Sometimes you just pinpoint — right down to the mere second — the moment when an actor has become a superstar. For Kevin Spacey, his star-making moment was the infamous twist ending in the 1995 movie The Usual Suspects, for which he won an Oscar. The Usual Suspects is now 20 years old, and Spacey has truly evolved as an actor during the two decades since his breakout role. Spacey has had quite a decorated and versatile career since he exited that police station at the end of the crime drama and he's embodied so many other different characters — from the middle-aged rebel Lester Burnham in American Beauty to (evil) President Frank Underwood in Netflix's House of Cards.
Before getting roles in movies, Spacey, now 56, spent a lot of time acting on stage and won a Tony award in 1991. He has said that he often remembers the advice actor Jack Lemmon once gave him: "If you've done well in the business you want to do well in then you need to spend a good portion of your time sending the elevator back down." And Spacey sure has had an up and down career, which has included such hit movies as Seven, Midnight in the Garden of Good and Evil, Horrible Bosses, and Outbreak, as well as such flops as Beyond the Sea, K-PAX, and Pay It Forward.
Check out the evolution of Spacey's movie career below.
1995-1997: Breaking Out In Seven, The Usual Suspects & Outbreak
Spacey went from theater and TV actor to Oscar winner in what seemed like a flash in 1995. He had supporting roles in the hit movies Seven (as serial killer John Doe), Outbreak (as Major Casey Schuler), and A Time to Kill (as ego maniacal district attorney Rufus Buckley). For these roles, Spacey won the Society of Texas Film Critics award for Best Supporting Actor.
His Oscar win as Verbal in The Usual Suspects would help catapult him to leading man status. He also received much praise for his performances in Midnight in the Garden of Good and Evil and L.A. Confidential. Spacey was becoming a bona fide movie star.
1998: WTF In A Bug's Life, Hurlyburly & The Negotiator
But it would be a little bit before Spacey found his footing as a leading man. His voice led a gang of grasshoppers as Hopper in A Bug's Life. He would reprise his role as Mickey in Hurlyburly, based on the same David Rabe play he starred in 1984. Spacey starred opposite Samuel L. Jackson in the action thriller The Negotiator. None of these roles gained Spacey the same recognition.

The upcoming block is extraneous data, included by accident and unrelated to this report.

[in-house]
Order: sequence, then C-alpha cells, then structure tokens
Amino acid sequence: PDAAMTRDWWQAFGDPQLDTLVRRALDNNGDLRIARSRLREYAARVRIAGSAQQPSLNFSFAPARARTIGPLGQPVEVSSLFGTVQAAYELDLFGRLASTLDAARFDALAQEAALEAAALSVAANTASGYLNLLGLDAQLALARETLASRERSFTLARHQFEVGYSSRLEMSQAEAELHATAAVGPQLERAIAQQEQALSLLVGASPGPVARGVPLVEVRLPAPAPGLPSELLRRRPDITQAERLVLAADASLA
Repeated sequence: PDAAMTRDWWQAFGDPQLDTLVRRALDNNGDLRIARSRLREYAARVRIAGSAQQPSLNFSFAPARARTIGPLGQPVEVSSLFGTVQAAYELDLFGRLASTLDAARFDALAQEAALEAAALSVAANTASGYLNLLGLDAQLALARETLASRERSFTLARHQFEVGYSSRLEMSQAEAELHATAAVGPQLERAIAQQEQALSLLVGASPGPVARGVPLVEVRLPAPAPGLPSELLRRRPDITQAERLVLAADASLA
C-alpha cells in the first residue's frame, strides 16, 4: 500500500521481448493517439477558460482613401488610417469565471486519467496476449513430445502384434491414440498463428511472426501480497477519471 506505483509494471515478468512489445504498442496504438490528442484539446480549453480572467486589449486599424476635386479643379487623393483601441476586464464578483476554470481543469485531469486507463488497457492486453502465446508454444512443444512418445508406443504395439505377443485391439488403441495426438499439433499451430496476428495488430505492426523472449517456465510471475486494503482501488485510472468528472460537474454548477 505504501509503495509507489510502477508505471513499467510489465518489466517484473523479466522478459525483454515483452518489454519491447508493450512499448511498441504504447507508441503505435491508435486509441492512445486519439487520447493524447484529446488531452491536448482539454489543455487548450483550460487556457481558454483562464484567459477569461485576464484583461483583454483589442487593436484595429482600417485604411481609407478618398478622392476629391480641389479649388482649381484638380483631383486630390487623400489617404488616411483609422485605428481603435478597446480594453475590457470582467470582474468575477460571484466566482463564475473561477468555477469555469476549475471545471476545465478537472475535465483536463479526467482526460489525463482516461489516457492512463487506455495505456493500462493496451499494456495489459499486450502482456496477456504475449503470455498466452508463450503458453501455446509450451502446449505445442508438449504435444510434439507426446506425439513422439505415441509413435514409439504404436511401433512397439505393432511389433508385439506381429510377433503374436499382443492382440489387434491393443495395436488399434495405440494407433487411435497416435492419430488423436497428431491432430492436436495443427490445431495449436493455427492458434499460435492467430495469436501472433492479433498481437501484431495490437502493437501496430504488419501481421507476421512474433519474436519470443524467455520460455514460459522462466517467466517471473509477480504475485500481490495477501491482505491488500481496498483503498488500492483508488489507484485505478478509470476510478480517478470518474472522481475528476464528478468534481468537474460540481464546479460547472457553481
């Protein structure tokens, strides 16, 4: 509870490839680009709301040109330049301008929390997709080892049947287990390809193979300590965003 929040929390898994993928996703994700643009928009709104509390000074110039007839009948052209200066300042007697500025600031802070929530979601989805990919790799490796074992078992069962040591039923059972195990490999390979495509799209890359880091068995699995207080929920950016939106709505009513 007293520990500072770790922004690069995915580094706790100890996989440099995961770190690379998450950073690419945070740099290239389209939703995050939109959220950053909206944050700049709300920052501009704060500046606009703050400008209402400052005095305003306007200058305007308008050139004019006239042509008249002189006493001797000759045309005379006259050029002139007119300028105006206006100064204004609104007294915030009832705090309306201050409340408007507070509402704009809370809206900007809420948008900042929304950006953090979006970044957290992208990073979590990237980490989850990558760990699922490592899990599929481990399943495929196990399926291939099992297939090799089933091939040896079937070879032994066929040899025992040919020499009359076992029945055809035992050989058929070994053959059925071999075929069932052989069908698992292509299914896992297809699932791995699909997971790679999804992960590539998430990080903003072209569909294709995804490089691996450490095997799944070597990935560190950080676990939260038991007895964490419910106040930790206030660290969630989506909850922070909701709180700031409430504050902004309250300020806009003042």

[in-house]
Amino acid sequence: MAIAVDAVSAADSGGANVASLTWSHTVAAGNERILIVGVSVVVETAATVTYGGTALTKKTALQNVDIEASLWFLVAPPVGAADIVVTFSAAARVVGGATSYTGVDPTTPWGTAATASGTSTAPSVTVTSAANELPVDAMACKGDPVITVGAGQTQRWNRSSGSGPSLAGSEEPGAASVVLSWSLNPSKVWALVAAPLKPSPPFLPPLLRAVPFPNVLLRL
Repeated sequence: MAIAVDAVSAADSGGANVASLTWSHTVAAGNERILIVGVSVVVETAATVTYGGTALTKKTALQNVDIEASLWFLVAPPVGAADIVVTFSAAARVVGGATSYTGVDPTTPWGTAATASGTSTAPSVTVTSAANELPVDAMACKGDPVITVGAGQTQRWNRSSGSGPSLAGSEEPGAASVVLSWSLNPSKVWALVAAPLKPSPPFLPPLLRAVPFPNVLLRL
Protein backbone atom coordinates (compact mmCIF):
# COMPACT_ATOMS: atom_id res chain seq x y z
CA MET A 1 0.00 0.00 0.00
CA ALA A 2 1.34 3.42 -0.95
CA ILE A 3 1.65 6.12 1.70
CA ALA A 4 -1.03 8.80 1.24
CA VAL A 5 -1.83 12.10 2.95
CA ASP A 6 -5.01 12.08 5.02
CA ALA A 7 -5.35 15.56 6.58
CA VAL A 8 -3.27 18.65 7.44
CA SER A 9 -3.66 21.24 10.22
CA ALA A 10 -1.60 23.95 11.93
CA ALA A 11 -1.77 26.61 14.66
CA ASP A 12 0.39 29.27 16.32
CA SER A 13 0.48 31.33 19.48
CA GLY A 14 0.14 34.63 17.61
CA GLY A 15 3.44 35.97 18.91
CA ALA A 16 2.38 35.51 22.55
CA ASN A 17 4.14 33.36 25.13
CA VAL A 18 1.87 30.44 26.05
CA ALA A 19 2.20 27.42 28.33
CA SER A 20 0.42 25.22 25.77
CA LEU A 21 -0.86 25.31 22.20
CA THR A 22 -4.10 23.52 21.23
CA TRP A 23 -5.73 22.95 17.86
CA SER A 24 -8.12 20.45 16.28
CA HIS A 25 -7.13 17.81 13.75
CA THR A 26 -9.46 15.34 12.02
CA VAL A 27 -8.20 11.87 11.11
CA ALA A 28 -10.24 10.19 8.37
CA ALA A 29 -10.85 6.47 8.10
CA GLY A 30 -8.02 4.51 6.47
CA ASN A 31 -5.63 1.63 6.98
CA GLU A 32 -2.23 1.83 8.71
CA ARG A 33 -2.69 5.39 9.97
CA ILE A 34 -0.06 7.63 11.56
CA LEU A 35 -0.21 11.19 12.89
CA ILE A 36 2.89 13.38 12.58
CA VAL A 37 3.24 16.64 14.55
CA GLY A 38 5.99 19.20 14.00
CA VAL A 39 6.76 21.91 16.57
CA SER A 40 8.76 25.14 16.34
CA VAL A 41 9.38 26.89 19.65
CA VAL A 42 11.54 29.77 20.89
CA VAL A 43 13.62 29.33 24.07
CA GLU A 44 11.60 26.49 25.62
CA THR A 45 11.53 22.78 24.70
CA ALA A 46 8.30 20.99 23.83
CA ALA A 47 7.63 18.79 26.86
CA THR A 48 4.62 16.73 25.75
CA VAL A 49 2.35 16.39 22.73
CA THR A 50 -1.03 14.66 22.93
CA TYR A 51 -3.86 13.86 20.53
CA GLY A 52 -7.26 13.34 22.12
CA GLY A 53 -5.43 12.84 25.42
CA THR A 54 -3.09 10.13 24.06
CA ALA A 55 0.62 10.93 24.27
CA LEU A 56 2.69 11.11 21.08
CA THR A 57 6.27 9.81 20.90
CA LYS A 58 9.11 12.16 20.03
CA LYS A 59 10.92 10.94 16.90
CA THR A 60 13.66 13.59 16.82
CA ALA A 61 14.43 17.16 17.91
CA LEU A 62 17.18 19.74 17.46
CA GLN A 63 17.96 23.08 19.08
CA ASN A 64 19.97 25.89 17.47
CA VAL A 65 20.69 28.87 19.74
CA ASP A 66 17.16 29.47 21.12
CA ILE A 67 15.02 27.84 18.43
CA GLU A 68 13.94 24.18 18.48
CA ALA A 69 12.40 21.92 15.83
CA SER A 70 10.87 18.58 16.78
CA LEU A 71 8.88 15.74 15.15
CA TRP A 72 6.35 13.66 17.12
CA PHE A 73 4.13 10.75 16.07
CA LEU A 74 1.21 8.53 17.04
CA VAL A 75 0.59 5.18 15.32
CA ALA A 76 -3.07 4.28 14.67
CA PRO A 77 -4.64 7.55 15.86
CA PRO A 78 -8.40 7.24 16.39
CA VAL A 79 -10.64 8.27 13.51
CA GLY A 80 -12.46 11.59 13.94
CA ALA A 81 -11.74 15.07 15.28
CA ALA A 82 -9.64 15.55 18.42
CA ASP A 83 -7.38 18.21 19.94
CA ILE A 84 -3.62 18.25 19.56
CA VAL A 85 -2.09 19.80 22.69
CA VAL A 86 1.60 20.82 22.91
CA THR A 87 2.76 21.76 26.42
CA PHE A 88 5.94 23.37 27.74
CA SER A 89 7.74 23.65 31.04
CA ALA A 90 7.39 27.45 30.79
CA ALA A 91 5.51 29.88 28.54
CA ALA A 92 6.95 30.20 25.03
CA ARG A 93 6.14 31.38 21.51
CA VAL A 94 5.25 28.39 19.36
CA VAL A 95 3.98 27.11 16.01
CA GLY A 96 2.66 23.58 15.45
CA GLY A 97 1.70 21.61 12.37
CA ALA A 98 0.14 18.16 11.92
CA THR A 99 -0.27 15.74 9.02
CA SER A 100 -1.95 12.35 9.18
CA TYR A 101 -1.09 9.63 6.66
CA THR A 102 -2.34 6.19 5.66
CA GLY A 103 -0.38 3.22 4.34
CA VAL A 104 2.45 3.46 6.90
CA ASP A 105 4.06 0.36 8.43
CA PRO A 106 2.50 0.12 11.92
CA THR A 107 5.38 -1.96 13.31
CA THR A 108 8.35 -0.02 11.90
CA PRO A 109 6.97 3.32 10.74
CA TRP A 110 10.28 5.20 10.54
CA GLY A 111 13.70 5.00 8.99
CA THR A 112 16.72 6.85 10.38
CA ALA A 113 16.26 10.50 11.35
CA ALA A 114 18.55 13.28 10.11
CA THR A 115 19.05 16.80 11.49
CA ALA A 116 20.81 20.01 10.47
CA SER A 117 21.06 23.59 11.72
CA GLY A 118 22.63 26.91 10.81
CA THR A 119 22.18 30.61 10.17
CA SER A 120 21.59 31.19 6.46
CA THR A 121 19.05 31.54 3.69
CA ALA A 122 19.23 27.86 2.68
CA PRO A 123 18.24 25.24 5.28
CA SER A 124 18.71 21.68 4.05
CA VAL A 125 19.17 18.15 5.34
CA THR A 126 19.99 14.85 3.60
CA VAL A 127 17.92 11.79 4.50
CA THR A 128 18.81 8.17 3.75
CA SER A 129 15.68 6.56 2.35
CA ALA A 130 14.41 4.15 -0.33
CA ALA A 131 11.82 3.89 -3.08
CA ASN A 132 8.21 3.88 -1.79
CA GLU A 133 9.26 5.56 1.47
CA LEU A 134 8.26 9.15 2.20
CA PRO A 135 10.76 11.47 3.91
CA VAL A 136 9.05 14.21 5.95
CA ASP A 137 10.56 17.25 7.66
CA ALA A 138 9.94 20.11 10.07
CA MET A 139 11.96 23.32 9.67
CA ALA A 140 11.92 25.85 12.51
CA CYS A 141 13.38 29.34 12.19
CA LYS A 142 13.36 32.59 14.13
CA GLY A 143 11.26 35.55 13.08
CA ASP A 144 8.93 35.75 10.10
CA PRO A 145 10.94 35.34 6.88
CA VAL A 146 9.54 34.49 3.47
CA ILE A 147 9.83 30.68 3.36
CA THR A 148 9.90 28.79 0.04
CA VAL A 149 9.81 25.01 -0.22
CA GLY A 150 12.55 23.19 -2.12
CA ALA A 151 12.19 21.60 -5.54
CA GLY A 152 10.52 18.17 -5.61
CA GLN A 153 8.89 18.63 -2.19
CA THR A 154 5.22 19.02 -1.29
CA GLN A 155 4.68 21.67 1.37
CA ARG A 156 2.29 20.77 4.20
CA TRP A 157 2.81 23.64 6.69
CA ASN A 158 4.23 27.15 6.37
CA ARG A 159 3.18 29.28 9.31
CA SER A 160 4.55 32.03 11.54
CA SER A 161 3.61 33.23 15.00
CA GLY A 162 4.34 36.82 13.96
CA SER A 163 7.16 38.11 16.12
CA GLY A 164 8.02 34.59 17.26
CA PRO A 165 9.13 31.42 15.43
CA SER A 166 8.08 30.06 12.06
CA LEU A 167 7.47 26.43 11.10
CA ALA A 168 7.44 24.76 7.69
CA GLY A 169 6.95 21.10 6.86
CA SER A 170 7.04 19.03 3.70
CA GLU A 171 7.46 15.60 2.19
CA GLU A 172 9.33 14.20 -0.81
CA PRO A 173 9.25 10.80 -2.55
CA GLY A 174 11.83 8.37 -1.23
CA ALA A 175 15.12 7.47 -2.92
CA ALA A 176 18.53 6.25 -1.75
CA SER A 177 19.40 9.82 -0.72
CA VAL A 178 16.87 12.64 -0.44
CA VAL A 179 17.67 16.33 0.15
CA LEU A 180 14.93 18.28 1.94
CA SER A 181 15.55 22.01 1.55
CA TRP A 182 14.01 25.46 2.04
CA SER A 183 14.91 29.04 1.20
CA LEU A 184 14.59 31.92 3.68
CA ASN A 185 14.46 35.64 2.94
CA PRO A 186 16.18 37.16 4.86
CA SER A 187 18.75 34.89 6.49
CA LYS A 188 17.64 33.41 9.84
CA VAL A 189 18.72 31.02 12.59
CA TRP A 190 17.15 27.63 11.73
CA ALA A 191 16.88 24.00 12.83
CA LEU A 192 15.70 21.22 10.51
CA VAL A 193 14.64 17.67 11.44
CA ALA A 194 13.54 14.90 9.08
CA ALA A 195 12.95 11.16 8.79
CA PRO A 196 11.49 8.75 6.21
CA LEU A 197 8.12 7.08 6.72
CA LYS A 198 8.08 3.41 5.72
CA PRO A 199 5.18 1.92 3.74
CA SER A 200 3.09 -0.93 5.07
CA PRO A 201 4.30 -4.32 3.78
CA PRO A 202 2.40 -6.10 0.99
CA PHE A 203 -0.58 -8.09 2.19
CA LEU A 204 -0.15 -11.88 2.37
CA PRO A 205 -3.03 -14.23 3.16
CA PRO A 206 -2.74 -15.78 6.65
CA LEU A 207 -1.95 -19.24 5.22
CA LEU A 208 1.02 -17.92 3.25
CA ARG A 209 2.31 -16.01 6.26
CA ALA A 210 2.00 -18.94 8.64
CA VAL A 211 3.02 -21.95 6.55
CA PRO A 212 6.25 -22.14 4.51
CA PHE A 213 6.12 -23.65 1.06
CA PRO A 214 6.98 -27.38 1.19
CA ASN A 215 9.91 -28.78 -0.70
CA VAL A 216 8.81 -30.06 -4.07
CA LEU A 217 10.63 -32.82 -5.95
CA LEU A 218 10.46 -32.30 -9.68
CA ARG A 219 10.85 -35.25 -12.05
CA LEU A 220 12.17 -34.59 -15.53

1999: Oscar No. 2 In American Beauty
And then came American Beauty. Who else could portray the sad, yet determined Lester Burnham with such middle-aged rebellious glee? Spacey nails his role as a father coloring outside the lines of life just because he wants to — which includes lusting after his daughter's cheerleader friend and buying weed from his daughter's boyfriend.
Plus, he got to say lines like this: "I guess I could be pretty pissed off about what happened to me, but it's hard to stay mad when there's so much beauty in the world. Sometimes I feel like I'm seeing it all at once, and it's too much. My heart fills up like a balloon that's about to burst. And then I remember to relax, and stop trying to hold on to it, and then it flows through me like rain, and I can't feel anything but gratitude for every single moment of my stupid little life."
It's deep. His performance nabbed him a second Oscar, this time as Best Lead Actor, for American Beauty.
2000-2003: Random Roles In K-PAX, Pay It Forward & The Shipping News
Then came some really random Spacey movies. He co-starred with fellow Oscar winner Helen Hunt in the critically panned Pay It Forward as Haley Joel Osment's teacher. In K-PAX, Spacey's character may or may not have been an alien, but not many people cared, since it flopped at the box office. He also starred opposite Julianne Moore, Dame Judi Dench, and Cate Blanchett in The Shipping News, which is a pretty forgettable flick — I know I've seen it and literally forgot what it was about.
2004: Directorial Debut In Beyond The Sea
Making and starring in a film about the life of Bobby Darin was a dream project for Spacey, who finally got to make the film as Beyond The Sea. At first, studios told the 38-year-old actor that he was too old to play the "Mack The Knife" singer, who died at 37. "Bobby always looked a little older — but if I waited any more I might be too old," Spacey told Variety in 2003. He co-wrote the script, directed the film, and took vocal lessons for the role.
Unfortunately, the dream came crashing down. Beyond the Sea bombed at the box office.
2006-2012: Being The Villain In Horrible Bosses, 21, & Superman Returns
"I think people just like me evil for some reason," Spacey has said. "They want me to be a son of a bitch." So thus begins the actor rollin' with being his bad self (and it's good prep for his next breakout role, below). Spacey played an evil MIT professor and ringleader of a card-counting gang from the university. He embodied Lex Luther in Superman Returns and sadistic boss Dave Harken in Horrible Bosses.
2013-present: The Frank Underwood Years
On Netflix's House of Cards audiences know Mr. Spacey as back-stabbing President Frank Underwood, who got to his position of power by manipulation and murder over the course of the show's three seasons. Spacey truly embraces the evil as Underwood, who has done many dispicable things in order to secure his place in the White House.
What's next for Underwood? Whatever it is, you know he'll do anything to get what he wants — and he'll probably talk to the audience at some point, too.
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